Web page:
For the uninformed and gullible, the study handsomely succeeds as an advertisement for the investigators’ services to professionals and patients.

Personally, I would be indignant if a primary care physician tried to refer me or friend or family member to this trial. In the absence of overwhelming evidence to the contrary, I assume that people around me who complain of physical symptoms have legitimate physical concerns. If they do not yet have a confirmed diagnosis, it serves little purpose to stop the probing and refer them to psychiatrists. This trial operates with an anachronistic Victorian definition of psychosomatic condition.

something is rotten in the state of DenmarkBut why should we care about a patently badly conducted trial with switched outcomes? Is it only a matter of something being rotten in the state of Denmark? Aside from the general impact on the existing literature concerning CBT for somatic conditions, results of this trial  were entered into a Cochrane review of nonpharmacological interventions for medically unexplained symptoms. I previously complained about one of the authors of this RCT also being listed as an author on another Cochrane review protocol. Prior to that, I complained to Cochrane  about this author’s larger research group influencing a decision to include switched outcomes in another Cochrane review.  A lot of us rightfully depend heavily on the verdict of Cochrane reviews for deciding best evidence. That trust is being put into jeopardy.

Detailed analysis

1.This is an unblinded trial, a particularly weak methodology for examining whether a treatment works.

The letter that alerted physicians to the trial had essentially encouraged them to refer patients they were having difficulty managing.

‘Patients with a long-term illness course due to medically unexplained or functional somatic symptoms who may have received diagnoses like fibromyalgia, chronic fatigue syndrome, whiplash associated disorder, or somatoform disorder.

Patients and the physicians who referred them subsequently got feedback about to which group patients were assigned, either routine care or what was labeled as CBT. This information could have had a strong influence on the outcomes that were reported, particularly for the patients left in routine care.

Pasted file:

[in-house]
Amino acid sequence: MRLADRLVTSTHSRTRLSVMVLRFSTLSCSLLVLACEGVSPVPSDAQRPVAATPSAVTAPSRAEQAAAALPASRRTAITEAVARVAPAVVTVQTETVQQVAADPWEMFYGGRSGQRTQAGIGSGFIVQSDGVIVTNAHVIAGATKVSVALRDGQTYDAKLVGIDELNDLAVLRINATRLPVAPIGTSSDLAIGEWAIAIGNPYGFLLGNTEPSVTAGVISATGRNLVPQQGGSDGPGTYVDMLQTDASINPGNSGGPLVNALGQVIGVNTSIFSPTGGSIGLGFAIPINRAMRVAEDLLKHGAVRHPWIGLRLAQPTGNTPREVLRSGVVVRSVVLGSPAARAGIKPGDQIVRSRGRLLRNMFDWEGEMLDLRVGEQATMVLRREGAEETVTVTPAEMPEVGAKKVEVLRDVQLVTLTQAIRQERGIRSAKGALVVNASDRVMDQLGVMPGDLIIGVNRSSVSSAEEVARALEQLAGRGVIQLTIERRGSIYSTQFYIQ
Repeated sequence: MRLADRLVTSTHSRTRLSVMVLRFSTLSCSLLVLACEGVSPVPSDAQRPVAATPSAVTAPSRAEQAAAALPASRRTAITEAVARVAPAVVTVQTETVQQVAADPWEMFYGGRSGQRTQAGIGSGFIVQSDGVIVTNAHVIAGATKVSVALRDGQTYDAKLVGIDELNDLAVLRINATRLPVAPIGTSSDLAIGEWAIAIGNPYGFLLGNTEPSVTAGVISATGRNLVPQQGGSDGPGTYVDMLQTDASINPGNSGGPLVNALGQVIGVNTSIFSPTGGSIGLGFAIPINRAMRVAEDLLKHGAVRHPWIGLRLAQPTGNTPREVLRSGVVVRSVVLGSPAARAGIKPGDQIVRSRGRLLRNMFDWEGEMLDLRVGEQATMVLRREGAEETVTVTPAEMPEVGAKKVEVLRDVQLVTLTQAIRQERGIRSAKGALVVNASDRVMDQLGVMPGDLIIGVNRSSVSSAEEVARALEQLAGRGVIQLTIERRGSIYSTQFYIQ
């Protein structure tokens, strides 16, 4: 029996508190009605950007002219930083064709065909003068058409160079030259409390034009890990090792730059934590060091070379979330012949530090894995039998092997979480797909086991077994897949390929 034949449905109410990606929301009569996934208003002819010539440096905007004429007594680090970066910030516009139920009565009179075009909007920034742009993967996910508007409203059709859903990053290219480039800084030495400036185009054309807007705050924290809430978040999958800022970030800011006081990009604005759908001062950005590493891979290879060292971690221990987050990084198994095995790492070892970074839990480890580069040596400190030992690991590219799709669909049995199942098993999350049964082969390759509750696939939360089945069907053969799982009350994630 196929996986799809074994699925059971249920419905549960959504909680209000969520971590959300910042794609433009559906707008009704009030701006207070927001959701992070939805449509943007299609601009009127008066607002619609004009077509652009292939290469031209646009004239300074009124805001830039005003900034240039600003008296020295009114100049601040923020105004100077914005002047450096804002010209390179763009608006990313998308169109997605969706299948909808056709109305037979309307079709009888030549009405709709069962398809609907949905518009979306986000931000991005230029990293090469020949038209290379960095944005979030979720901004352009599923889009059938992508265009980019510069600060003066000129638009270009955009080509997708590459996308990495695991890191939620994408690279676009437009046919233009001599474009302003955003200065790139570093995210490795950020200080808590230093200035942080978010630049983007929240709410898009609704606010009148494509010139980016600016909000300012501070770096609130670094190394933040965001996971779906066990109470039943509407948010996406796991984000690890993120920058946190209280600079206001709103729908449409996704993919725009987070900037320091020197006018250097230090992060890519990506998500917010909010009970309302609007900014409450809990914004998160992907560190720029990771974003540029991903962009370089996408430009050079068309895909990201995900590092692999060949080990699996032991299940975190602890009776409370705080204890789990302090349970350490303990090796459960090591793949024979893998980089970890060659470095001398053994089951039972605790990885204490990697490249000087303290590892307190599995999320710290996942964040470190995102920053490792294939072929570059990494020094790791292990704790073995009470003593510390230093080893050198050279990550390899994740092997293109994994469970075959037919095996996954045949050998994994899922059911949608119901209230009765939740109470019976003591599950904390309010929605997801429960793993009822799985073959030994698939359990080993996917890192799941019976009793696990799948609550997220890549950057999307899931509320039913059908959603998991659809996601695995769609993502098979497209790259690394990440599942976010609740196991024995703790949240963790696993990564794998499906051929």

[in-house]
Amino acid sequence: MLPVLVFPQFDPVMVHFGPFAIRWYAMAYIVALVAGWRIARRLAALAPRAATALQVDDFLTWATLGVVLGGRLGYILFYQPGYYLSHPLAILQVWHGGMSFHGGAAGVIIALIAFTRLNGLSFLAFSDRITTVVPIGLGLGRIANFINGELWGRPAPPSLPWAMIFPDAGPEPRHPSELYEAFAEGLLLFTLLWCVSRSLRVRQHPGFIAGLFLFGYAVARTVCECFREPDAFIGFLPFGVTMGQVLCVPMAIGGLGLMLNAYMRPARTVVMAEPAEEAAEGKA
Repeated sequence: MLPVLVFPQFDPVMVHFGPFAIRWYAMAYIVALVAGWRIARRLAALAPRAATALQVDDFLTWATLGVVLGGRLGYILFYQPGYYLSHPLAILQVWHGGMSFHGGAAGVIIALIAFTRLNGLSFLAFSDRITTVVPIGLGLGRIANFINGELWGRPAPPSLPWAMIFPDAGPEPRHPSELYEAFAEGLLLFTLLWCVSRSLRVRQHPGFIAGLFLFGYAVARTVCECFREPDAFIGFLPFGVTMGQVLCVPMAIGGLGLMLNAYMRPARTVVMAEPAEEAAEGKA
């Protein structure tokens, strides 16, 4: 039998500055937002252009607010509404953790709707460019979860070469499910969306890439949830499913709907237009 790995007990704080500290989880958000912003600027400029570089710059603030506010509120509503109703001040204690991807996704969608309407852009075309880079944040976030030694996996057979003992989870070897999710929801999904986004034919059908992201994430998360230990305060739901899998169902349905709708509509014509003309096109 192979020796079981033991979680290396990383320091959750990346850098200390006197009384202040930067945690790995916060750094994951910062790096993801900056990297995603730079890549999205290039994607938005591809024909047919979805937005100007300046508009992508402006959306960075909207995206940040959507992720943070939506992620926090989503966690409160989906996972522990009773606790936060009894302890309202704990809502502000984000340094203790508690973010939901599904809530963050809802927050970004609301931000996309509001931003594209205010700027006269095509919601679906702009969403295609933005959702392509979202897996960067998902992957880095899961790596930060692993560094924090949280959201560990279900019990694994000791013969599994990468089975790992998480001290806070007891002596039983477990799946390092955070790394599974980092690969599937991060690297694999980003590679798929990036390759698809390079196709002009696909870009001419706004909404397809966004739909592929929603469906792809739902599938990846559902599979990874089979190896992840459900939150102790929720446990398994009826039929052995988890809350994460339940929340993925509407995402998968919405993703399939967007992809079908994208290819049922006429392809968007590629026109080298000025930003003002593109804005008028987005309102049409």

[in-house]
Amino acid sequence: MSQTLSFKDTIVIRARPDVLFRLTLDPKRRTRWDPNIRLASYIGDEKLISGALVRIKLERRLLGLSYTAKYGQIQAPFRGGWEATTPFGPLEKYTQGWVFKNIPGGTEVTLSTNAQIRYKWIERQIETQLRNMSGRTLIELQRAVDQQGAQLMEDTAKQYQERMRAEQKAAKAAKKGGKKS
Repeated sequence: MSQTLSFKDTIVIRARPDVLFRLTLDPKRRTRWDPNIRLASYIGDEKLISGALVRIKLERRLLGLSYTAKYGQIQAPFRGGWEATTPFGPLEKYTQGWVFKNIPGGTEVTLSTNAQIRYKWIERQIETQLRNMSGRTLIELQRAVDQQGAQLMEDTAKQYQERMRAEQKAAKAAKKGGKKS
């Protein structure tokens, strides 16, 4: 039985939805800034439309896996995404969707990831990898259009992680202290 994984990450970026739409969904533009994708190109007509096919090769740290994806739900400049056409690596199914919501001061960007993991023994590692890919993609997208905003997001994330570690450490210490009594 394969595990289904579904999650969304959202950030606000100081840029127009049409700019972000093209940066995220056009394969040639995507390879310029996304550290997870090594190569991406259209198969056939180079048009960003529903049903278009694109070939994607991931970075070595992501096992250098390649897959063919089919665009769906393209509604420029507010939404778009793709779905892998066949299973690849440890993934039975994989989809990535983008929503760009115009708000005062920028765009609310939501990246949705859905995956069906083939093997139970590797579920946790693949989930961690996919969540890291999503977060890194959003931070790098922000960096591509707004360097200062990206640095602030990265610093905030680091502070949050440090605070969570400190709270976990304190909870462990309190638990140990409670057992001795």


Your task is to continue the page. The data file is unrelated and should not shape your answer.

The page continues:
Patients’ learning that they did not get assigned to the intervention group was undoubtedly disappointing and demoralizing. The information probably did nothing to improve the positive expectations and support available to patients in routine. This could have had a nocebo effect. The feedback may have contributed to the otherwise  inexplicably high rates of subjective deterioration [to be noted below] reported by patients left in the routine care condition. In contrast, the authors’ disclosure that patients had been assigned to the intervention group undoubtedly boosted the morale of both patients and physicians and also increased the gratitude of the patients. This would be reflected in the responses to the subjective outcome measures.

The gold standard alternative to an unblinded trial is a double-blind, placebo-controlled trial in which neither providers, nor patients, nor even the assessors rating outcomes know to which group particular patients were assigned. Of course, this is difficult to achieve in a psychotherapy trial. Yet a fair alternative is a psychotherapy trial in which patients and those who refer them are blind to the nature of the different treatments, and in which an effort is made to communicate credible positive expectations about the comparison control group.

Conclusion: A lack of blinding seriously biases this study toward finding a positive effect for the intervention, regardless of whether the intervention has any active, effective component.